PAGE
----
North Park’s New Business Champion
By Manny Cruz
Angela Landsberg has an old love affair with the North Park community and a new job that will surely test it.
A 20-year resident, Landsberg, 42, has been hired as the new executive director of North Park Main Street, the organization that oversees the North Park Business Improvement District. She replaces Liz Studebaker, who held the job since January 2007 and turned it into a potent force for revitalization.
But no sooner had Landsberg accepted the $50,000-a-year position than the organization suffered one of its rare disappointments — the defeat of its proposed Clean & Safe district that would have provided enhanced public services in the business district and adjacent residential areas (See Councilman Todd Gloria’s column).
However, David Muscat, president of the North Park Main Street board of directors, the man who hired Landsberg at the direction of the board, says Landsberg’s past experience and her familiarity with the community will serve her well in the job. “One thing that attracted us to her was her experience in District 3,” says Muscat. “She advocated for the business owners and residents for assistance with improvements in the late ’90s and she actually helped spearhead projects for Golden Hill and South Park. And she’s quite familiar with community planning groups.”
That experience came from Landsberg’s previous political and legislative work. She was campaign manager for Christine Kehoe’s re-election campaign for City Council in 1995 and went on to work as a legislative representative in the District 3 City Council office following that successful campaign. Kehoe, of course, went on to become a state senator.
“She has a cheery disposition, presents herself very professionally, she’s well spoken and interacts very well with the public and carries herself well,” Muscat says.
Landsberg shifted her professional life quite drastically in 1999 when she left public service to work as a teacher in the San Diego Unified School District, educating kids in City Heights, Logan Heights and Point Loma. Now she’s shifting her attention back to North Park, which has undergone a renaissance in arts, culture and commercial and residential developments over the past few years.
It’s that community vitality, says Landsberg, that attracted her to the job with North Park Main Street. “I am excited about the revitalization that has been taking place over the past 10 years,” she says. “As a North Park resident, I remember a time when I had to leave the neighborhood to buy a good cup of coffee, purchase a gift for a friend or get a decent meal. My strong connection to North Park along with my background in community relations, business advocacy and my desire to continue the progress of this vibrant and diverse community inspired my attraction.”
Landsberg is familiar with some of the problems residents have had with the byproducts of North Park’s commercial expansion — notably the increase in late-night and early morning noise, rowdy behavior, drunkenness and other problems associated with local bars and some of their patrons. “Certainly there are going to be growing pains in any community that has seen the growth and vitality that North Park has seen in these past few years,” she admits. “The important piece of addressing these impacts will depend on constructive, respectful dialogue between all people involved. I believe businesses owners and residents want the best for North Park. New solutions to ensure continued vibrancy in the commercial district, including enhanced maintenance and security services, can be achieved by working together.”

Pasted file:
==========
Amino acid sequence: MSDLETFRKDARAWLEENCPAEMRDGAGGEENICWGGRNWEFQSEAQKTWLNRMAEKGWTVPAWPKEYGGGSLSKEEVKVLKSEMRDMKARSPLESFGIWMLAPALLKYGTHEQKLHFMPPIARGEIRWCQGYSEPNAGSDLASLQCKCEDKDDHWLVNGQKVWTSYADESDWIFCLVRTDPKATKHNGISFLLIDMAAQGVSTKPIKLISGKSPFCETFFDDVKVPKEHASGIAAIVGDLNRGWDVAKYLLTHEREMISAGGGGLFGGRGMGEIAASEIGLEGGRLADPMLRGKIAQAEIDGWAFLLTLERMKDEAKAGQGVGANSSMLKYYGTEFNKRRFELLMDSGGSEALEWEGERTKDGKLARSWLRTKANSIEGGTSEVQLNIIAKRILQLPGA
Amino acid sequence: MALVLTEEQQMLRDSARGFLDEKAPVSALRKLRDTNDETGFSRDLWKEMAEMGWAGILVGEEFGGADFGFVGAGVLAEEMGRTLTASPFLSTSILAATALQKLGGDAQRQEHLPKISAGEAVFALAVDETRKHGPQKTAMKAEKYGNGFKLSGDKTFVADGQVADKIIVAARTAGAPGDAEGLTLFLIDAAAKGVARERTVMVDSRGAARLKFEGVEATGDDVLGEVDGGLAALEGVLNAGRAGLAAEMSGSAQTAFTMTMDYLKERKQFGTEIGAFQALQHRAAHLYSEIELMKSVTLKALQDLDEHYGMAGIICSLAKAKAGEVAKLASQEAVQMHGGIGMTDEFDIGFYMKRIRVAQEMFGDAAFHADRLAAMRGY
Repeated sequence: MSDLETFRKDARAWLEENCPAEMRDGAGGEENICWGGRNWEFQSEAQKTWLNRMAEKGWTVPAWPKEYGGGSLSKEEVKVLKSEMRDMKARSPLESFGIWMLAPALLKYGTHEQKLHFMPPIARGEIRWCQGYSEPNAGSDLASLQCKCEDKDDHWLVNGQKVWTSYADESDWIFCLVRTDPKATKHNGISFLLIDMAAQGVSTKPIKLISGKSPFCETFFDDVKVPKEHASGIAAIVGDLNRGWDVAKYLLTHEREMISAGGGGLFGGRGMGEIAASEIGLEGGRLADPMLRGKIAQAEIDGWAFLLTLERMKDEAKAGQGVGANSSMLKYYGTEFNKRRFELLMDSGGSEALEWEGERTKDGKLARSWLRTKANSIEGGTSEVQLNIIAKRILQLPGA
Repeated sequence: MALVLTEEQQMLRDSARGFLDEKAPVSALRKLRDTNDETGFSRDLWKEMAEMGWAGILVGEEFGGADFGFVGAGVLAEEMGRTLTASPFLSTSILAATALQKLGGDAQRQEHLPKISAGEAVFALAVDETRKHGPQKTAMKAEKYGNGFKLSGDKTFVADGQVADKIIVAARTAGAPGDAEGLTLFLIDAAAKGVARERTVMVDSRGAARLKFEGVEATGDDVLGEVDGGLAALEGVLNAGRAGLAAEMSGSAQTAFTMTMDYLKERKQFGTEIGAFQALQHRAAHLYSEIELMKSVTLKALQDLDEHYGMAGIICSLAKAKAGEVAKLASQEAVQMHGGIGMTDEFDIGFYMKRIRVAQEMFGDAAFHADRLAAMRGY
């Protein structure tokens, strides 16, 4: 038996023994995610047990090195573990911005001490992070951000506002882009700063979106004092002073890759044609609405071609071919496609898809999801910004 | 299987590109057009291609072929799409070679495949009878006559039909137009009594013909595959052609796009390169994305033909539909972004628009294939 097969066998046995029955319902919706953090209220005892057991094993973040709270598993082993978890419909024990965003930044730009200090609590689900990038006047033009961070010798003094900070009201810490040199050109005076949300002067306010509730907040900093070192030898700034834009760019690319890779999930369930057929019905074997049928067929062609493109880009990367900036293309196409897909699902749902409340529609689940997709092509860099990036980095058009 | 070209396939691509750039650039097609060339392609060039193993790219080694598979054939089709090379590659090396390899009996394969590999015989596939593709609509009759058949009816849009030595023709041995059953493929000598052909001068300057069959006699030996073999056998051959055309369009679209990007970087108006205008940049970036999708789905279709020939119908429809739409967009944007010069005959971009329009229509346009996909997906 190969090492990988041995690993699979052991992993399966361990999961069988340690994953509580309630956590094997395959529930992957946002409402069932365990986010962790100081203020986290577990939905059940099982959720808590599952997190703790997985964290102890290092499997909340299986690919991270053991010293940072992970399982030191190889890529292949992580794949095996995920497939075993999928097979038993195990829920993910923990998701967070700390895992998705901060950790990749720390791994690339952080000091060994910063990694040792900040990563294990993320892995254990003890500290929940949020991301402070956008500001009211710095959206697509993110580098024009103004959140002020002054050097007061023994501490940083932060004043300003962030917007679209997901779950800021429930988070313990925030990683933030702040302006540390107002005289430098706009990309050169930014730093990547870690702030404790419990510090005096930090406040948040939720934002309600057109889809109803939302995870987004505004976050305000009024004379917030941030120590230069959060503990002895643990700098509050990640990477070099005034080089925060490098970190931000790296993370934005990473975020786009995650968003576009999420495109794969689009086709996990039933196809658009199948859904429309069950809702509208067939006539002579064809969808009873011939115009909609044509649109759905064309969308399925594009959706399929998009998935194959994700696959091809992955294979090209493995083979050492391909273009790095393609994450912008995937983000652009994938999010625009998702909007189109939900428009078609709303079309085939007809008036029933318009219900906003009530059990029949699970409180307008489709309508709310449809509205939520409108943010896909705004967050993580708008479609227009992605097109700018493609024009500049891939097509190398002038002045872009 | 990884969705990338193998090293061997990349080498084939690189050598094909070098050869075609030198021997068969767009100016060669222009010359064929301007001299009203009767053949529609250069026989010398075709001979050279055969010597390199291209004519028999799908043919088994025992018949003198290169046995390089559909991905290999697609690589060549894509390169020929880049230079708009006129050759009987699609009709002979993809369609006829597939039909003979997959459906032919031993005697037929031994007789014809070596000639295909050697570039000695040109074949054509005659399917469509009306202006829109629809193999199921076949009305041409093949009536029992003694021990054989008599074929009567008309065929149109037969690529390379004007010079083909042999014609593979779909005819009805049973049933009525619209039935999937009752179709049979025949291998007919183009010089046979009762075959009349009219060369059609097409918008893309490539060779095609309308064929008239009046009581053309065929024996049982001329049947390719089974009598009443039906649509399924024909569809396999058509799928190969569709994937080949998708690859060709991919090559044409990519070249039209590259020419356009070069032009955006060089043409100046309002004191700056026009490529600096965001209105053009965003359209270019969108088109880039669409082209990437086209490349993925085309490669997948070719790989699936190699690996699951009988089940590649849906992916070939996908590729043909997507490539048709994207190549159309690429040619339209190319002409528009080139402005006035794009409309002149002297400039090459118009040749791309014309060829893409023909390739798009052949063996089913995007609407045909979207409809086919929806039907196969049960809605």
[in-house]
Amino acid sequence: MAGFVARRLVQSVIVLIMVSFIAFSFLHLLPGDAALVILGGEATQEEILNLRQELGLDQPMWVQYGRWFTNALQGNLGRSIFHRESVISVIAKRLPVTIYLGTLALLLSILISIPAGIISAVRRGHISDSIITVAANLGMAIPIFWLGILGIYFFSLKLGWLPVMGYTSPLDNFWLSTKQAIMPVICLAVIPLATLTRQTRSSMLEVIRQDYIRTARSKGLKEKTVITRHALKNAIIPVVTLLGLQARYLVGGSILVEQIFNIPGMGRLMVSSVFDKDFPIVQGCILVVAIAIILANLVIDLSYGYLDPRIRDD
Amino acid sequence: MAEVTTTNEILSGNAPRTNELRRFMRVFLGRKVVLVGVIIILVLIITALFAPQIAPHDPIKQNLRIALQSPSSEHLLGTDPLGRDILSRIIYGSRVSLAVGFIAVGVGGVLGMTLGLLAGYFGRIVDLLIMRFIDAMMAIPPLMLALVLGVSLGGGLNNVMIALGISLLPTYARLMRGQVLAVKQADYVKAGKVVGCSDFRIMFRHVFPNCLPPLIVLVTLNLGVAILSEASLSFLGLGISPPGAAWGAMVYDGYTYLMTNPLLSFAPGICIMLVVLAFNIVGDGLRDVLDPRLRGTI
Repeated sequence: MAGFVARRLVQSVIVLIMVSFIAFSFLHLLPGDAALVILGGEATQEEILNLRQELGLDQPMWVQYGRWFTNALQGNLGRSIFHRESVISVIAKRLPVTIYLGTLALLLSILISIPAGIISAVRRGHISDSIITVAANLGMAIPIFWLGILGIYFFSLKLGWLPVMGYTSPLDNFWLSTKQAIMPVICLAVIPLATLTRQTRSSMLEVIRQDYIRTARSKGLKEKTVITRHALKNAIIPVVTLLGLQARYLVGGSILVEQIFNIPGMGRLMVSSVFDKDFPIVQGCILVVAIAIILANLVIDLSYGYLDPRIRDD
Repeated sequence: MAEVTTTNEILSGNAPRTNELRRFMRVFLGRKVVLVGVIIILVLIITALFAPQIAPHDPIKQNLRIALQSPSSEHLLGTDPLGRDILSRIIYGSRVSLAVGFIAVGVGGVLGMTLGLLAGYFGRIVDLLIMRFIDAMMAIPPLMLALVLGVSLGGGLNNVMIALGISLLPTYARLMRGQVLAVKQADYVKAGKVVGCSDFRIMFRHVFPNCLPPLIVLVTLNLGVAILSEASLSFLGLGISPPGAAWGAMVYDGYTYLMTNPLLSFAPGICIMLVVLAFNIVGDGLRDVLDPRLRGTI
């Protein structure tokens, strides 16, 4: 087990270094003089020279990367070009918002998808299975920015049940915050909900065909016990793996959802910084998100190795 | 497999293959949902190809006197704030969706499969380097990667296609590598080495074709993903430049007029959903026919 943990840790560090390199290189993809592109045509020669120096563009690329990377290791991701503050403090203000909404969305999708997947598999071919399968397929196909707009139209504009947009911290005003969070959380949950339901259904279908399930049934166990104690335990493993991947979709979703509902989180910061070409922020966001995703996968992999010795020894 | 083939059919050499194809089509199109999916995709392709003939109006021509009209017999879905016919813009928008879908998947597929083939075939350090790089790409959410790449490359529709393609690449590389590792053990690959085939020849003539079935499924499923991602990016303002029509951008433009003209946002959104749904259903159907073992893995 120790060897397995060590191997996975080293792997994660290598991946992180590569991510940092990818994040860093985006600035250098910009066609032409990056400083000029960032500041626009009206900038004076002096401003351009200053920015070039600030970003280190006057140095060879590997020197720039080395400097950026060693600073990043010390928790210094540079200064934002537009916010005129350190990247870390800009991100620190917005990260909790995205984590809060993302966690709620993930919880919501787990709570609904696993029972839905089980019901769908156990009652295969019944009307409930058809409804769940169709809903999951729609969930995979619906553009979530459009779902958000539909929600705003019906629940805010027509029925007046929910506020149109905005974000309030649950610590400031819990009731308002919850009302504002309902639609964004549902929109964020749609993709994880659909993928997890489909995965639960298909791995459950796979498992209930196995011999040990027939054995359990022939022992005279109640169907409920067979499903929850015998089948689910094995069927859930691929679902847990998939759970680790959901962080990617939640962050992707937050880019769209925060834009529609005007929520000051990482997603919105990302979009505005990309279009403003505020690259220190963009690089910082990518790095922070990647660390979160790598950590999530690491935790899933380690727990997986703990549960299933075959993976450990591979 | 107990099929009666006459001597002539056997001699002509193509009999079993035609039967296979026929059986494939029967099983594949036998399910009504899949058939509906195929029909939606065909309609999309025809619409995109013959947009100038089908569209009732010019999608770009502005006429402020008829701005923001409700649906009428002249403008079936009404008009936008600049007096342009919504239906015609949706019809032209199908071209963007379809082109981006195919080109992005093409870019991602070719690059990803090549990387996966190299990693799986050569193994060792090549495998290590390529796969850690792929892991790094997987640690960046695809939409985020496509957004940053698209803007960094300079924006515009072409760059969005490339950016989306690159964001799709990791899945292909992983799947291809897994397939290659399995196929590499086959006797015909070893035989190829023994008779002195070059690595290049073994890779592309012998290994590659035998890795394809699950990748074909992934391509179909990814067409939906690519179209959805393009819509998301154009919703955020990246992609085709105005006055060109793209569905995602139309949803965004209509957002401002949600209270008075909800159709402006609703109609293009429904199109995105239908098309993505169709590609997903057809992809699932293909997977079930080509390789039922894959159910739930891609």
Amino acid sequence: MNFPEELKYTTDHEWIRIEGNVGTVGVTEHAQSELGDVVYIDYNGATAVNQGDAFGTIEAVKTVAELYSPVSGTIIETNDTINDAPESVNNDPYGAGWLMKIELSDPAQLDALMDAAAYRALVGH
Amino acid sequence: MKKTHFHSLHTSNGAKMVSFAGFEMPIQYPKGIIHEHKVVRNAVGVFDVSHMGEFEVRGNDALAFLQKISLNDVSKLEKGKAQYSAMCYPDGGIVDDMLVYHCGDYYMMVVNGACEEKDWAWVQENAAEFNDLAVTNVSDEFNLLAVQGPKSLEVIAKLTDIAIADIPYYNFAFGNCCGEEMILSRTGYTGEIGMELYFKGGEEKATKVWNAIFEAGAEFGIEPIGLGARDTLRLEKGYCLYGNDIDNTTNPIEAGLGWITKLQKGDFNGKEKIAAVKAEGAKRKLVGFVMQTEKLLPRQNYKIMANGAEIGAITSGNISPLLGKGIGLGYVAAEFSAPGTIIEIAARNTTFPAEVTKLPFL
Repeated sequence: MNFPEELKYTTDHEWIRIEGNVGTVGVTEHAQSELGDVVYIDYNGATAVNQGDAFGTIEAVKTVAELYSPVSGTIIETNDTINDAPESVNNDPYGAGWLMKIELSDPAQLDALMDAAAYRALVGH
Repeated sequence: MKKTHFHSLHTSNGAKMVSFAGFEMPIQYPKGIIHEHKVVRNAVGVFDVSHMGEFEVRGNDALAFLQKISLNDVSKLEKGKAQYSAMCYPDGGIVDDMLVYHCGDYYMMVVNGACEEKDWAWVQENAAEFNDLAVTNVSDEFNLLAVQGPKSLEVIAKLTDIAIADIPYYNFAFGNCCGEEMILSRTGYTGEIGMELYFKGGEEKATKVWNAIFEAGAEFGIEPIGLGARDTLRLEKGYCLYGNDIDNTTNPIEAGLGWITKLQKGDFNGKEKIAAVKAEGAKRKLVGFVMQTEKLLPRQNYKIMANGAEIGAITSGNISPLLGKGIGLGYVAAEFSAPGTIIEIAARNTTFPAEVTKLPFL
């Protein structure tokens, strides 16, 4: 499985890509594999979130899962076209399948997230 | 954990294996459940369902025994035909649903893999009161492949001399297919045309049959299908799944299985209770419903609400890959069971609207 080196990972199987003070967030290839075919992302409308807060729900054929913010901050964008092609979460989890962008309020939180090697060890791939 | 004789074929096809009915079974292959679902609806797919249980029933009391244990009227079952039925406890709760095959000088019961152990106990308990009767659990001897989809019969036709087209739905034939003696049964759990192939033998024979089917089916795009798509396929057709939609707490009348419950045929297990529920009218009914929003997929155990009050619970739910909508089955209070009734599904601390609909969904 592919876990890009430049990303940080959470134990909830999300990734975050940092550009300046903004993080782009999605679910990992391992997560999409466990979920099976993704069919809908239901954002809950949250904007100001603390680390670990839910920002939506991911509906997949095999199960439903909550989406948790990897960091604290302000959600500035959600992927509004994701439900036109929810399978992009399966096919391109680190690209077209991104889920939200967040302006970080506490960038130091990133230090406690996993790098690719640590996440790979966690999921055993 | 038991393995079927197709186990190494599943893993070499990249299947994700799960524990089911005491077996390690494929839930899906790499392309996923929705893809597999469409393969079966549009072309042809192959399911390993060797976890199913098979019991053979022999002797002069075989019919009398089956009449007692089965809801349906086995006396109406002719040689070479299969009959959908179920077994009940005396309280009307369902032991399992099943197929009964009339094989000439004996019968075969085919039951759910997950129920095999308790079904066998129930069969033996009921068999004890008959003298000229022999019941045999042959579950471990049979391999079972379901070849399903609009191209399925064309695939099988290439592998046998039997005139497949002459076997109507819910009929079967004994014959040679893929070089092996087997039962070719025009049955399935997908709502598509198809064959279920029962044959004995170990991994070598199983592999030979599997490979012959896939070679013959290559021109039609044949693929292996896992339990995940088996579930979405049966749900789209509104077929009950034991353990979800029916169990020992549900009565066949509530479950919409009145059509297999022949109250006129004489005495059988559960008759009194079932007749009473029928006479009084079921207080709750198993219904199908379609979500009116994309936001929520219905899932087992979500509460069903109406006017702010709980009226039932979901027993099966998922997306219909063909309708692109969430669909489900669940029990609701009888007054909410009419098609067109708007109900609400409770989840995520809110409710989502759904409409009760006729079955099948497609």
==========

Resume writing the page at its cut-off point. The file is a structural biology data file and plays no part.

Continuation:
Besides managing the Business Improvement District, North Park Main Street sponsors the annual Toyland Parade, the Festival of the Arts, Taste of North Park and the weekly North Park Farmers Market — all projects either beefed up or started under Studebaker. The former executive director also was responsible for leading the effort to expand the boundaries of the Business Improvement District, doubling the number of business members and increasing the funding available to the district.
Landsberg says her role in all this will be to take North Park Main Street to the next level of service to the community. “I will act as an advocate for existing businesses,” she says, “and work to bring in new businesses that support the vision of our arts, culture and entertainment community, while preserving the historical integrity of North Park.”
“I enjoy working with the public,” adds Landsberg. “I am thrilled that I get to meet and work with different people with different styles and feel that my ability to understand many different viewpoints will be a very important piece of the work I do.”
The native San Diegan and North Park resident is raising two daughters, Madeline, 9, and Sara, 7, and owns a South Park home built in 1912. “The style is not Craftsman but it has some very architectural features that make it unique,” she says. During a break from work after the birth of her daughters, Landsberg took to restoring the house and was able to obtain a Mills Act historic designation for the property.